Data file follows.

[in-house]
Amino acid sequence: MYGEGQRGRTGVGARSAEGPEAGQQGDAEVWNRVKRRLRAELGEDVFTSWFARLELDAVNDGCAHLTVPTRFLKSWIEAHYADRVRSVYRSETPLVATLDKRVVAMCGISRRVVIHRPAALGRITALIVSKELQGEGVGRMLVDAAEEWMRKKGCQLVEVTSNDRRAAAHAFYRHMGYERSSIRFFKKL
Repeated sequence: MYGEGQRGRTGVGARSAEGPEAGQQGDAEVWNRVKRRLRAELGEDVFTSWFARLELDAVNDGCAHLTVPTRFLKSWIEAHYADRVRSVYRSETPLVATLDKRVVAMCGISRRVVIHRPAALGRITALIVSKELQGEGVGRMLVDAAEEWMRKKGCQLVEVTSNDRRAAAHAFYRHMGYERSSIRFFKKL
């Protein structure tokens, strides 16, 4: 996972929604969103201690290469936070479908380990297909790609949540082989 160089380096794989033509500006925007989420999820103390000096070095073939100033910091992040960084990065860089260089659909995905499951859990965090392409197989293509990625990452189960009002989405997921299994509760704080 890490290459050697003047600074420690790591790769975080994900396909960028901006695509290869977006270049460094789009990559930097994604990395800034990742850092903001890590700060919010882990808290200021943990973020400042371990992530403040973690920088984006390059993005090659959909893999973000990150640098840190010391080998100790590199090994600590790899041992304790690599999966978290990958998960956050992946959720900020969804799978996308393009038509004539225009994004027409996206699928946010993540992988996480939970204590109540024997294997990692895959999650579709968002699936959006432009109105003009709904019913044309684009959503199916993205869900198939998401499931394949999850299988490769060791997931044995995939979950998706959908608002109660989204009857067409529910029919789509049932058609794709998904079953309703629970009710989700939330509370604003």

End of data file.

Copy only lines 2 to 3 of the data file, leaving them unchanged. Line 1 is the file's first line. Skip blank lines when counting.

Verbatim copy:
Amino acid sequence: MYGEGQRGRTGVGARSAEGPEAGQQGDAEVWNRVKRRLRAELGEDVFTSWFARLELDAVNDGCAHLTVPTRFLKSWIEAHYADRVRSVYRSETPLVATLDKRVVAMCGISRRVVIHRPAALGRITALIVSKELQGEGVGRMLVDAAEEWMRKKGCQLVEVTSNDRRAAAHAFYRHMGYERSSIRFFKKL
Repeated sequence: MYGEGQRGRTGVGARSAEGPEAGQQGDAEVWNRVKRRLRAELGEDVFTSWFARLELDAVNDGCAHLTVPTRFLKSWIEAHYADRVRSVYRSETPLVATLDKRVVAMCGISRRVVIHRPAALGRITALIVSKELQGEGVGRMLVDAAEEWMRKKGCQLVEVTSNDRRAAAHAFYRHMGYERSSIRFFKKL